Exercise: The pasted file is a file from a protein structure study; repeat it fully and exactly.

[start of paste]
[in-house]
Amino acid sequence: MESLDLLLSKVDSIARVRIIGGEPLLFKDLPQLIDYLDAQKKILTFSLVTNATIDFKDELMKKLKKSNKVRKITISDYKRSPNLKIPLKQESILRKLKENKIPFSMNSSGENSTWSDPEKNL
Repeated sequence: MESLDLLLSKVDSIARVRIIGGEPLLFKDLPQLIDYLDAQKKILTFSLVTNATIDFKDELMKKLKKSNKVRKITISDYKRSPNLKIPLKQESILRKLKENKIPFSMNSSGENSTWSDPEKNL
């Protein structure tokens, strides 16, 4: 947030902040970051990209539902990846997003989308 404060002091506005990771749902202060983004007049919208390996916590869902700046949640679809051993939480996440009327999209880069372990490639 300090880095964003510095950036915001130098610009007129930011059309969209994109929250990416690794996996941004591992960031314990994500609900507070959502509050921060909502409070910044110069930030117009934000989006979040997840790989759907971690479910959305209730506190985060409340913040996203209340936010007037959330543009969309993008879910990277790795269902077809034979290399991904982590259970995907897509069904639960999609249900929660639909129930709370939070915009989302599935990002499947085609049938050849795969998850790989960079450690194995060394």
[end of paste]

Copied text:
[in-house]
Amino acid sequence: MESLDLLLSKVDSIARVRIIGGEPLLFKDLPQLIDYLDAQKKILTFSLVTNATIDFKDELMKKLKKSNKVRKITISDYKRSPNLKIPLKQESILRKLKENKIPFSMNSSGENSTWSDPEKNL
Repeated sequence: MESLDLLLSKVDSIARVRIIGGEPLLFKDLPQLIDYLDAQKKILTFSLVTNATIDFKDELMKKLKKSNKVRKITISDYKRSPNLKIPLKQESILRKLKENKIPFSMNSSGENSTWSDPEKNL
């Protein structure tokens, strides 16, 4: 947030902040970051990209539902990846997003989308 404060002091506005990771749902202060983004007049919208390996916590869902700046949640679809051993939480996440009327999209880069372990490639 300090880095964003510095950036915001130098610009007129930011059309969209994109929250990416690794996996941004591992960031314990994500609900507070959502509050921060909502409070910044110069930030117009934000989006979040997840790989759907971690479910959305209730506190985060409340913040996203209340936010007037959330543009969309993008879910990277790795269902077809034979290399991904982590259970995907897509069904639960999609249900929660639909129930709370939070915009989302599935990002499947085609049938050849795969998850790989960079450690194995060394």